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Aug, 2022

Jerry Register Honored at 2022 DSGPLWS Opening Ceremony

A National Championship mentality isn’t built in a day, or a week, or a month. It takes years upon years for individuals to prepare themselves to reach the pinnacle of sports. Everyone aspires for it, but most work their whole life to never sniff it. Only a lucky few get to experience the feeling of being the best in the nation in their respective sport.

Jerry Register got to experience it three times.

Born and raised in Lufkin, Texas, Register recalled the moment his life changed forever when he got his first hit.

“At ten years old was my first go-around. I very vividly remember hitting a double down the left field line,” said Register. “It is the most vivid memory I have of baseball.”

From that moment on he did nothing but win titles. The first of his three National Championships came in 1957 in Washington, Pennsylvania at the PONY League World Series. He hit five home runs in the four games which set the record of most home runs in a series.

That home run record was not broken until 2013 when Javier Lopez of Los Mochis, Sinaloa, Mexico hit six. It stood proud and untouched for 56 years.

“They say you’re not supposed to be prideful, but I am. I’m prideful I had that record.”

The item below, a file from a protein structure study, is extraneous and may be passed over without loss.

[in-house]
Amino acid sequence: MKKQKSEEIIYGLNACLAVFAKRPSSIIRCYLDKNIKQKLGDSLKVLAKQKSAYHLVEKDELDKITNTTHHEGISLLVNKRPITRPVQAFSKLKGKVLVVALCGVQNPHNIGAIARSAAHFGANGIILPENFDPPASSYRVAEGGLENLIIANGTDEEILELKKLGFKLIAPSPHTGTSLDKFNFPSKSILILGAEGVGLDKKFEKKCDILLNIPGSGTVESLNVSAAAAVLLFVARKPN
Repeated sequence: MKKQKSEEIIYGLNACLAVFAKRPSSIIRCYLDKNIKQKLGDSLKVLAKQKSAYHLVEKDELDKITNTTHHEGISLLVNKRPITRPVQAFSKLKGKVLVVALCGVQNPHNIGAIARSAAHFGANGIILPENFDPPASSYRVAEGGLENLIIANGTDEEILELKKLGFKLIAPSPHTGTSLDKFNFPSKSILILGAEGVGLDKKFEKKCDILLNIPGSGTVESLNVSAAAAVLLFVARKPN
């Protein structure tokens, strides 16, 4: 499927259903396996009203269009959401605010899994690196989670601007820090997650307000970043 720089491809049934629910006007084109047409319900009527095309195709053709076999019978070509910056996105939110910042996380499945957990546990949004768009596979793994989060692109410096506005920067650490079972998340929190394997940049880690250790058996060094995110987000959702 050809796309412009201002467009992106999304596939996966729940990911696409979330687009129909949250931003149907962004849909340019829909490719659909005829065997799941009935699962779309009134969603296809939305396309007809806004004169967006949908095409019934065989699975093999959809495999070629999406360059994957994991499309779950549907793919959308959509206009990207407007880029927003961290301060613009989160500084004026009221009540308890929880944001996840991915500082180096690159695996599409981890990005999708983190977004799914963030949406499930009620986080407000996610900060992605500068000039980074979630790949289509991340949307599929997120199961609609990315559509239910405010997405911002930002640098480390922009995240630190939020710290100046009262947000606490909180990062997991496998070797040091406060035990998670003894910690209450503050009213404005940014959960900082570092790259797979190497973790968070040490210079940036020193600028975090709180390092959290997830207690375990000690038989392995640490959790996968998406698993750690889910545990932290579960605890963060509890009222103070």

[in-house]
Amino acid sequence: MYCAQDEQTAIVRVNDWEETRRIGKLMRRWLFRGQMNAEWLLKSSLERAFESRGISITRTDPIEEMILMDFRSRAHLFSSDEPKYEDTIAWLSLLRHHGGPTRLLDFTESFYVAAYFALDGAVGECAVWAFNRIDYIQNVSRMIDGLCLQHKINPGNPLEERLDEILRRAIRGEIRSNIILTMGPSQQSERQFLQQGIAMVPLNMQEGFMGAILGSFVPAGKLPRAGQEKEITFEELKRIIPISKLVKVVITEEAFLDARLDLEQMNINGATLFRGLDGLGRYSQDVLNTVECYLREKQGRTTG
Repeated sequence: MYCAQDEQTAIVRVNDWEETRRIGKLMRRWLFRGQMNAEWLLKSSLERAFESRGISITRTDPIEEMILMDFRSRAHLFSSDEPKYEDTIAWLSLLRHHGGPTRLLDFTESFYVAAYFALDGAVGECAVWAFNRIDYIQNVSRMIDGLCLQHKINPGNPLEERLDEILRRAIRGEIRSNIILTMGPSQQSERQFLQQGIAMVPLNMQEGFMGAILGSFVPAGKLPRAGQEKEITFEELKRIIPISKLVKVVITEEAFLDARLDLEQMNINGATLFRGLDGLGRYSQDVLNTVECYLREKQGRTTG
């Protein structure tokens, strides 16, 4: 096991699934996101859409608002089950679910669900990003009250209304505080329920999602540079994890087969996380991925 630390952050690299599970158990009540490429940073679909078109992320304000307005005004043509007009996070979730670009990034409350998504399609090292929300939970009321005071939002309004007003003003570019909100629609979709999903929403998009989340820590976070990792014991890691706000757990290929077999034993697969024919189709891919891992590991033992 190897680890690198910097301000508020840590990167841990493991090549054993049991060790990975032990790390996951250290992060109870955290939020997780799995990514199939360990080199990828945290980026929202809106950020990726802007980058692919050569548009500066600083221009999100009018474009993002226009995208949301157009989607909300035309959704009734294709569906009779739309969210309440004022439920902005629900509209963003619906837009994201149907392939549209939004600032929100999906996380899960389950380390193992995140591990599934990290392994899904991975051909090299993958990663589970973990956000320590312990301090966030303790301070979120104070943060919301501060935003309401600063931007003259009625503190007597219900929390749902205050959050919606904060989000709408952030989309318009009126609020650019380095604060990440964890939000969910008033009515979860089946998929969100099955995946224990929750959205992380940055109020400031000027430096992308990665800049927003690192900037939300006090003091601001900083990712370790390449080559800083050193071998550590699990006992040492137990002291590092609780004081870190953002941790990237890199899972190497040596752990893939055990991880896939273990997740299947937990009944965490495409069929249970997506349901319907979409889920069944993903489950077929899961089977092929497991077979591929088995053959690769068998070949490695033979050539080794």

Register’s second National title came two years later in 1959 when he was playing graduate ball. In his sophomore year at Sam Houston State in 1963, he won his third national championship. He not only won another National title, he had several individual accolades to add to his collection from his college years. In 1964 he was an NAIA Honorable Mention All-American as he led his team in batting average.

While his accomplishments on the field were the ones recognized, Register acknowledged that he wasn’t the one in his family who should be celebrated.

“My mom would make my dad drive to Sam Houston for ball games. I think they set the world record for miles driven to baseball games,” said Register. “I think she saw every single game.”

Talking about his mom made him emotional and he admits that PONY was such a large part of his life because of his mother’s dedication to it.

“PONY has a special place in my heart. My mother was hugely involved in kid baseball.”

His advice to young kids just starting out in the sport,

“If you can’t love it, don’t mess with it. It’s about the relationships you develop with your teammates and the associations with the people that come before you. That’s what’s most attractive about PONY. There are a lot of people that continue to support the organization and the game and that’s important.”

He was accompanied by his brother, Joe Lee, on his trip to Washington, PA. The brothers have donated countless items to our museum that are displayed for all to see. He was honored during the opening ceremony on Friday, August 12th in front of the crowd at Lew Hays PONY Field.

Register currently lives in Huntsville with his wife of 42 years, Mary Sue. He practices law for a living and has three stepchildren.

He was inducted into the Sam Houston State Hall of Honor in 2021. 

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